India’s inception as a Sovereign country fought against the systematic oppression practiced by non-natives. Yet, we still witness a methodical implementation of caste hierarchies amongst ourselves. Our culture is riddled with regressive casteist notions. It negatively manifests itself in our everyday life where people’s quality of life, choice of livelihood, and social mobility is still interlinked with the caste they were born in.
We swear off them officially, provide reservations in public institutions to combat their long-term historical consequences, yet still manage to preserve caste-based discrimination in our society. How exactly do we allow the system to haunt us today?
Unchecked Divisive Traditions
Peculiar social settings, especially outside metropolitan cities like seating arrangements of people based on their castes reflect the off-handed acceptance of caste hierarchies.
Forbidding ‘lower’ caste communities to share public resources further isolates them from mainstream society. One such incident took place in Gujarat in July 2020 where a Dalit family was denied access to the common village crematorium. They had wanted to cremate their deceased family member but were asked to do so in a separate area designated for Dalits. The issue was later resolved by police interventions. As demonstrated here, the legality of Dalit rights is not the end but a start to drive social change for a truly egalitarian society.
Normalised Targeted Slurs
Language is a major reflection of culture. Indian vernacular’s large-scale acceptance of casteist slurs reflects the culture’s own iniquity. These slurs exploit the identities of ‘lower’ caste communities by negatively stereotyping them.
Since the functional foundations of a sizable chunk of ancient India were based on castes, reforming our culture goes hand-in-hand with correcting the bad traits in our languages. Leaving these linguistic features unchecked is a direct encouragement of caste discrimination.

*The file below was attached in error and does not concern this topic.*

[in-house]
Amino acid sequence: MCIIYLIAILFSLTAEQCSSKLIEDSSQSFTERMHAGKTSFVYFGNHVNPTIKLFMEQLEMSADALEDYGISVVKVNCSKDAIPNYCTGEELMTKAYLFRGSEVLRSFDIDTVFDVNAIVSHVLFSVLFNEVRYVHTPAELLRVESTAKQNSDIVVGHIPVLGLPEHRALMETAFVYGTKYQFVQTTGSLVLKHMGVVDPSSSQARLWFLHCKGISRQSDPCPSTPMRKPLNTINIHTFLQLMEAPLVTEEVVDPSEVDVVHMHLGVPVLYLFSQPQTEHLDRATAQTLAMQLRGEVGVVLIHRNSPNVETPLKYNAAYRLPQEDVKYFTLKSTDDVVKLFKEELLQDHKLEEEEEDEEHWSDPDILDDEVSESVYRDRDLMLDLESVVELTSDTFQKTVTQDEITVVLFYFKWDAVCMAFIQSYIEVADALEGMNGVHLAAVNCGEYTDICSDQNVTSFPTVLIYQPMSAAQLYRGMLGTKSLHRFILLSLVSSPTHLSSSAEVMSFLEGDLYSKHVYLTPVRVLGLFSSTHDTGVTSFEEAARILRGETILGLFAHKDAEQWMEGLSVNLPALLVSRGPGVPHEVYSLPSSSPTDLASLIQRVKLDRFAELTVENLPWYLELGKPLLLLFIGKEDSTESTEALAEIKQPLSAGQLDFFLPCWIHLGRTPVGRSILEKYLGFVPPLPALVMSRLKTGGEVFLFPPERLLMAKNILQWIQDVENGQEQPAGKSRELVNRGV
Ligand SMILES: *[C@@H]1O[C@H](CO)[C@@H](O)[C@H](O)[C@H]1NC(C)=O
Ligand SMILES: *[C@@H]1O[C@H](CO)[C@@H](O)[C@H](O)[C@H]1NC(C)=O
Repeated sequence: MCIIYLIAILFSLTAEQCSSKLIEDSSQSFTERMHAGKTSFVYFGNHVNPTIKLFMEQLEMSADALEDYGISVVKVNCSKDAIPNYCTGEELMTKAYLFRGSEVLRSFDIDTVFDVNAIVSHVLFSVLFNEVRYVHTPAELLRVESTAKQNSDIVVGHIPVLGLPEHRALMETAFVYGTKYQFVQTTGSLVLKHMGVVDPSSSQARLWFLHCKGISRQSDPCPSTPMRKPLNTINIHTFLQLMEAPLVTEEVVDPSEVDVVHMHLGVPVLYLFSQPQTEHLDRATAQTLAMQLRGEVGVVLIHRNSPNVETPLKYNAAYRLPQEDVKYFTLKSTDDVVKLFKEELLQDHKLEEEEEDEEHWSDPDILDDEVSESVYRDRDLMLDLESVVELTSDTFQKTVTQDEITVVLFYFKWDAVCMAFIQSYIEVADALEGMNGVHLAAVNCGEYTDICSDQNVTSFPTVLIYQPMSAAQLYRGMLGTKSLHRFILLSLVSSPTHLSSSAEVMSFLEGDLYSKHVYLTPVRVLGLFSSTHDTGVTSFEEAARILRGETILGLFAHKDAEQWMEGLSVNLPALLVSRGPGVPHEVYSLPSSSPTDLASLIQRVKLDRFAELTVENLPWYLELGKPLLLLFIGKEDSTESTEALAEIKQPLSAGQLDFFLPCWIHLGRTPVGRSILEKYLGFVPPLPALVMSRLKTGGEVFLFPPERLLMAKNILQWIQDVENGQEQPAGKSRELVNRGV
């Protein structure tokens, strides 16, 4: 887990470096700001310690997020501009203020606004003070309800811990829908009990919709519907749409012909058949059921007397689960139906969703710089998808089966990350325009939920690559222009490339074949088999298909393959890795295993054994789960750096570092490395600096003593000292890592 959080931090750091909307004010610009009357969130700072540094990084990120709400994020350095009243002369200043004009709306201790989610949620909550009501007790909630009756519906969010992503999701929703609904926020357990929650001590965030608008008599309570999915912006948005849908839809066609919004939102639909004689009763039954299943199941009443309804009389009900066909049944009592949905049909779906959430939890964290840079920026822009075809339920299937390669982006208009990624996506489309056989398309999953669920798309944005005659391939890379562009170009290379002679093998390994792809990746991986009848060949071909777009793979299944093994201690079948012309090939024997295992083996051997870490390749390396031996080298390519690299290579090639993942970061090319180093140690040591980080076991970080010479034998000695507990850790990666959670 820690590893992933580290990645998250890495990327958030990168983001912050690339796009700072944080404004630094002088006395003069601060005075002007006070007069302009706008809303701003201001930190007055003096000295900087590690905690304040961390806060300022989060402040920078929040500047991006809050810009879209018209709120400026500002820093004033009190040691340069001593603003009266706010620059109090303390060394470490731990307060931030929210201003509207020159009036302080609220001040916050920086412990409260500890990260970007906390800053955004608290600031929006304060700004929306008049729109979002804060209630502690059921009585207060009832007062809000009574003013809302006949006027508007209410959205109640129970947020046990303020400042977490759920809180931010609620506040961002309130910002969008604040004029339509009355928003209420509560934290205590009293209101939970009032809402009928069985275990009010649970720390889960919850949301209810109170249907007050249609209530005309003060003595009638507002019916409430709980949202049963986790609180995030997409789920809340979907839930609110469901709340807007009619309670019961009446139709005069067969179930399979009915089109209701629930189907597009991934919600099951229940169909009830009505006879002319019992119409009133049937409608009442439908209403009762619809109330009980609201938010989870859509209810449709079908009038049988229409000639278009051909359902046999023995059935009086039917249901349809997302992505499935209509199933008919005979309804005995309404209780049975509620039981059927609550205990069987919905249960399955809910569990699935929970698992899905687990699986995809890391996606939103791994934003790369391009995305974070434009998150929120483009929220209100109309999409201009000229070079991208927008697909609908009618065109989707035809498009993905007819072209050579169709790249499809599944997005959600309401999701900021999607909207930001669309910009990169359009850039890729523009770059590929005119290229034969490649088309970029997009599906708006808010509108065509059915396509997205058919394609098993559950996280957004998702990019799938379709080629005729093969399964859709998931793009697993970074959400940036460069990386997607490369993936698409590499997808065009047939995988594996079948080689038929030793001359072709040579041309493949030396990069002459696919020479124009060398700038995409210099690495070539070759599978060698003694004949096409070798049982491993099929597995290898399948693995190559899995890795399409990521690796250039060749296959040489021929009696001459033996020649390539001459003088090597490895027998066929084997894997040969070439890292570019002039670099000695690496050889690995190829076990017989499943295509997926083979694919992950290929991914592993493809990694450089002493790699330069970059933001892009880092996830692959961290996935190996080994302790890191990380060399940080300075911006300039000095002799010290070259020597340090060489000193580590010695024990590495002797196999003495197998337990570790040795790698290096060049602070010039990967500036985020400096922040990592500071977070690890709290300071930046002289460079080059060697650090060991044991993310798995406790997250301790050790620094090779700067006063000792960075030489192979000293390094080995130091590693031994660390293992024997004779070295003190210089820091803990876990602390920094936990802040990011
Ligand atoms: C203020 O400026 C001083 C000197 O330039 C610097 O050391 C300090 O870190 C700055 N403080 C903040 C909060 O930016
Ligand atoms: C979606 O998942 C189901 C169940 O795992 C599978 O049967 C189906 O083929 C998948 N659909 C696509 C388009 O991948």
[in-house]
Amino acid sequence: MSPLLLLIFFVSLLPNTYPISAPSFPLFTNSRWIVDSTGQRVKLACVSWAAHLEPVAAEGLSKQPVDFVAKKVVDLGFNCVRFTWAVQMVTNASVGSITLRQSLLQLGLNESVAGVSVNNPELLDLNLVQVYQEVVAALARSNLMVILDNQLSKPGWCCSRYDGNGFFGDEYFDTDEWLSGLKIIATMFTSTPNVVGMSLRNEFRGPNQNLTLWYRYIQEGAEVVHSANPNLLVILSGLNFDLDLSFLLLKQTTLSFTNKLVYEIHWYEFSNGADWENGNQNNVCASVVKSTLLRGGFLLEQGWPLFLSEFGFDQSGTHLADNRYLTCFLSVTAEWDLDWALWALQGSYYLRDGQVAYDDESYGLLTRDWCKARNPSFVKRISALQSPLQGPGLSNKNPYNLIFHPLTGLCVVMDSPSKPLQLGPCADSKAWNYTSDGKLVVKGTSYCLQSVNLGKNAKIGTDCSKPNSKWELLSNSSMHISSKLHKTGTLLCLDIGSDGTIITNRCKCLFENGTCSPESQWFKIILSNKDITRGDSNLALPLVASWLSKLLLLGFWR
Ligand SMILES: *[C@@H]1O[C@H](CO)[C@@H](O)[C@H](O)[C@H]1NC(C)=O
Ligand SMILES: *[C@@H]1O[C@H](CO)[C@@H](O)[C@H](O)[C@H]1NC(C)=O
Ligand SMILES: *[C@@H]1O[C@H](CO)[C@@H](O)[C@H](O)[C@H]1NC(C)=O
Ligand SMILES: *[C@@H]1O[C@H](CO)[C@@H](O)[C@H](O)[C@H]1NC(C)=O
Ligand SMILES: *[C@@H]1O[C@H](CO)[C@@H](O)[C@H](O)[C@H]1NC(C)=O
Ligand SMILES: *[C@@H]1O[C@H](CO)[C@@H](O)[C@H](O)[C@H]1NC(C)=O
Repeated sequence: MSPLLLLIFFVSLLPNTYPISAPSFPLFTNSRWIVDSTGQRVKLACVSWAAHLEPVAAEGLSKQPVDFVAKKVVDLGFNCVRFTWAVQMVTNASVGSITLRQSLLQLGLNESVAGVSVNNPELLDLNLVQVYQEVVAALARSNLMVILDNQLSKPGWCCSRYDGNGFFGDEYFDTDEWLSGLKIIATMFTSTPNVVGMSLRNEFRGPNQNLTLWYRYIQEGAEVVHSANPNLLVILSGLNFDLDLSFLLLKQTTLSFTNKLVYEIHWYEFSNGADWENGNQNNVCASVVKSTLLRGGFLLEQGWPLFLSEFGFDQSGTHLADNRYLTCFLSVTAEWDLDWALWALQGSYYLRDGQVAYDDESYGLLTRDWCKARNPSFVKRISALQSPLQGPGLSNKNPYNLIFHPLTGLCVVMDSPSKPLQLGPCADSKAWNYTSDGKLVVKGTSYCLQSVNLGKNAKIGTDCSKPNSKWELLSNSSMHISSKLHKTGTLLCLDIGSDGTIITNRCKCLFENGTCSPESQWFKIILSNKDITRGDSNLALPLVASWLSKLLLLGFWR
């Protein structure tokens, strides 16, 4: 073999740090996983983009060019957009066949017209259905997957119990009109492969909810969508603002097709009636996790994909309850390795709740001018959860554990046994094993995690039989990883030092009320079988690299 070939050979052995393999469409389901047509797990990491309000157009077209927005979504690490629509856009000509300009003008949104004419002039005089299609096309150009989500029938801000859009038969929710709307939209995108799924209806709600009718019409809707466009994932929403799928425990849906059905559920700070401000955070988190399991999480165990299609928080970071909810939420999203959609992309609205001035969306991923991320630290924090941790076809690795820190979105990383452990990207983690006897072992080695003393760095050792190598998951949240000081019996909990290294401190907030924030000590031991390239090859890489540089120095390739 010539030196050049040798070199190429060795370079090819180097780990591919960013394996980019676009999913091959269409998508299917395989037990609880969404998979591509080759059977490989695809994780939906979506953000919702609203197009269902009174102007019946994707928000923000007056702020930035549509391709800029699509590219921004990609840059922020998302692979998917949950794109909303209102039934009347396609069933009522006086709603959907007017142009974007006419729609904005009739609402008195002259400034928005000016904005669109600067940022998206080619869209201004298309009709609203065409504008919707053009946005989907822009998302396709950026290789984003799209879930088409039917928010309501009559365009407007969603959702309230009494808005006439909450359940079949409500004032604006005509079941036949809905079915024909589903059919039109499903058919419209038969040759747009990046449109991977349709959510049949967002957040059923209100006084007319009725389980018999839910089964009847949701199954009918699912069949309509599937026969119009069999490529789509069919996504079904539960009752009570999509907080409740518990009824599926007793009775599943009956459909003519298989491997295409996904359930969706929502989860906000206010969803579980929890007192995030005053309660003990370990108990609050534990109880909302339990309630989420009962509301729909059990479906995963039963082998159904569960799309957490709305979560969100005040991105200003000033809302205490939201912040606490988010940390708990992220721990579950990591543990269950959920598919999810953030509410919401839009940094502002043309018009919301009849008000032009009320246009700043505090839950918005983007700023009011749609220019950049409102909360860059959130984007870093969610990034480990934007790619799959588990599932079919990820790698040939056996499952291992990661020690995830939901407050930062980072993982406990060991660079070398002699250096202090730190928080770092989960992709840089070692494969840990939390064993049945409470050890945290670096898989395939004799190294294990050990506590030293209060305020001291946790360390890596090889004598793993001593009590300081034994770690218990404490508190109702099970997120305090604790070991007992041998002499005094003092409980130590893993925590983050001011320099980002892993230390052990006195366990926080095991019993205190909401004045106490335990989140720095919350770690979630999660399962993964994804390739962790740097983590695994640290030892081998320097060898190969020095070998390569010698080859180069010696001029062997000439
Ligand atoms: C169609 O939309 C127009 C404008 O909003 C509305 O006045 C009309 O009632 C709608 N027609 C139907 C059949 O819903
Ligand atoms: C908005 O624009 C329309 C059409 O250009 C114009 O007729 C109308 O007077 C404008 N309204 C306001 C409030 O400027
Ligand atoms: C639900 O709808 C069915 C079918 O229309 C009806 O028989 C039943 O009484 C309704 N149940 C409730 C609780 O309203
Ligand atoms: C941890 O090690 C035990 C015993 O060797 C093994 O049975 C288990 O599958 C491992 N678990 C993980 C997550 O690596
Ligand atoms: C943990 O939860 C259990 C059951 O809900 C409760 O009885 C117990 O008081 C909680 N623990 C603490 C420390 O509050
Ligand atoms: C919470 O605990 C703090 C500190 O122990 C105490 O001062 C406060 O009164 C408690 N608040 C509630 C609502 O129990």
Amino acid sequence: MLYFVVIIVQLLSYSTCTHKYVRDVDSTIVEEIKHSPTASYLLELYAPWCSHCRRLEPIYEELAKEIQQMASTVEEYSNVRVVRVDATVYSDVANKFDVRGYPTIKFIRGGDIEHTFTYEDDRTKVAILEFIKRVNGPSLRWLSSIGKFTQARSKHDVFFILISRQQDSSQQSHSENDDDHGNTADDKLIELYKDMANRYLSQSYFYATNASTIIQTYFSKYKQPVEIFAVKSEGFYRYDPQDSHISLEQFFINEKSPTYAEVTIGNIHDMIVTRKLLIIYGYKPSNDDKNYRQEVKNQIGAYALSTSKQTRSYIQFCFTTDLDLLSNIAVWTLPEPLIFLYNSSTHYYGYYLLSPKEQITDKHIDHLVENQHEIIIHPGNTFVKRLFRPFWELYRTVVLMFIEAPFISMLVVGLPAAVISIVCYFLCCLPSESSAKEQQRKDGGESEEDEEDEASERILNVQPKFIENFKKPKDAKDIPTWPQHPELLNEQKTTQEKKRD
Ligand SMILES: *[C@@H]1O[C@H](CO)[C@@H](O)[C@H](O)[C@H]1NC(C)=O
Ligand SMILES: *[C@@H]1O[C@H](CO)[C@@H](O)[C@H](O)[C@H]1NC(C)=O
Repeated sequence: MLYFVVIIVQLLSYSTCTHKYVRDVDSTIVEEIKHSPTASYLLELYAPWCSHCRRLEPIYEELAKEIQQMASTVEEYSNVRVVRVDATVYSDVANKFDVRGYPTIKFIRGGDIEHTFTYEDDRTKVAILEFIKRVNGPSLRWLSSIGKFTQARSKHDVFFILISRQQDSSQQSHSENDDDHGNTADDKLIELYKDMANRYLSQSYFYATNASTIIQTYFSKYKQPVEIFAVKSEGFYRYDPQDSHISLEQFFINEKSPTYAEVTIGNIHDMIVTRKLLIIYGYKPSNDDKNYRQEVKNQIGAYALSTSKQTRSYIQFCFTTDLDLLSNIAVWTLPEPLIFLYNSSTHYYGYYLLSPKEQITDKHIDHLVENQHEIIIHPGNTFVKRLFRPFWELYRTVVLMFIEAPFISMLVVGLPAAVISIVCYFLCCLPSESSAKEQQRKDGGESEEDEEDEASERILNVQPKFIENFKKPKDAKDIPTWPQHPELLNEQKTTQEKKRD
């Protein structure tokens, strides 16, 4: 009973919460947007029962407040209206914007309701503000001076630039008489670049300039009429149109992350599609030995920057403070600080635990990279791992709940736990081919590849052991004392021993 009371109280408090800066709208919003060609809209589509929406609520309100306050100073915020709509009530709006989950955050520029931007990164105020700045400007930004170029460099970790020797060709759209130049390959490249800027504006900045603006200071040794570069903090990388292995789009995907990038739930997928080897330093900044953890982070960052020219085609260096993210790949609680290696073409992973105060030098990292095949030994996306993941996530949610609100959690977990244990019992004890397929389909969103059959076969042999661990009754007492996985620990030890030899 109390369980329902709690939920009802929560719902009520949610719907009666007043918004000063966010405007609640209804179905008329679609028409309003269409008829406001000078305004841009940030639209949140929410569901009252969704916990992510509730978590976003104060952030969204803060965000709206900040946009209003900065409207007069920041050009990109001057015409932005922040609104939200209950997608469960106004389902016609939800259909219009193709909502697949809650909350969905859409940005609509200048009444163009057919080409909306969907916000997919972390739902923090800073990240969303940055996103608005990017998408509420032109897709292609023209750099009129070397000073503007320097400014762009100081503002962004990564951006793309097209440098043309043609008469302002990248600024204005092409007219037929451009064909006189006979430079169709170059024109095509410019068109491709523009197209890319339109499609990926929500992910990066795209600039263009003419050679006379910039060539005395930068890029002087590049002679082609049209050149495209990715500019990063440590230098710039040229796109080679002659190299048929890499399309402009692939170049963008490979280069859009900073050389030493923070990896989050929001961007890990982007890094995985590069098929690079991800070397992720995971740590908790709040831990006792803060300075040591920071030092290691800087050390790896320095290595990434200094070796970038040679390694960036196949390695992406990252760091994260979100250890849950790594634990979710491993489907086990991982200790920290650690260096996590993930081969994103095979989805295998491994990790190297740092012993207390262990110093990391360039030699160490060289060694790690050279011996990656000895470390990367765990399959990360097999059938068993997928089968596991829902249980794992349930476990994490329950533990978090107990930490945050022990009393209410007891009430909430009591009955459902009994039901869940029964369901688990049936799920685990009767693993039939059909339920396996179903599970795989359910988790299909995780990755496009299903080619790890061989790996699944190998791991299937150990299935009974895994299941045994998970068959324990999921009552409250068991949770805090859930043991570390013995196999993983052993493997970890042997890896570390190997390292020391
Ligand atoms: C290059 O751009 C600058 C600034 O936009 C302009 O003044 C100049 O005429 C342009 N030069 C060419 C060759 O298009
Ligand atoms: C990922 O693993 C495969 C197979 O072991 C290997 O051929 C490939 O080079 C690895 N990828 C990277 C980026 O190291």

Inherent Barriers In Professional Choices
Communities at the bottom of caste-based hierarchies are at risk of greater job insecurities. Hindustan Times reported the 2011-12 NSSO statistics where the share of wage laborers among Scheduled Castes was 63%; it was significantly higher than the values for other social groups.
‘Lower’ caste communities lack real choices in choosing their own professions due to their inherently limited access to adequate resources. Growing up in circles with rampant socio-economic insecurities limits them to be skilled for the most accessible yet poorly paid jobs.
Social Superiority Complex
Prohibiting inter-personal connections with other social groups is unnatural and isolating.
Practices like considering inter-caste marriages a taboo, refusing to mingle with a ‘lower’ caste community, assuming one’s own social group intrinsically better than the rest hinders chances of communal rectification.
Ultimately, caste-based discrimination exists because we openly let it fester. The negative cultural connotations of castes trickle down to our language, economy, and social practices. The country’s achievement as a Sovereign nation can truly be acclaimed only when all its citizens can gain access to a life that is free from unwanted and limiting external control, whether it be from an outside nation or an outside caste.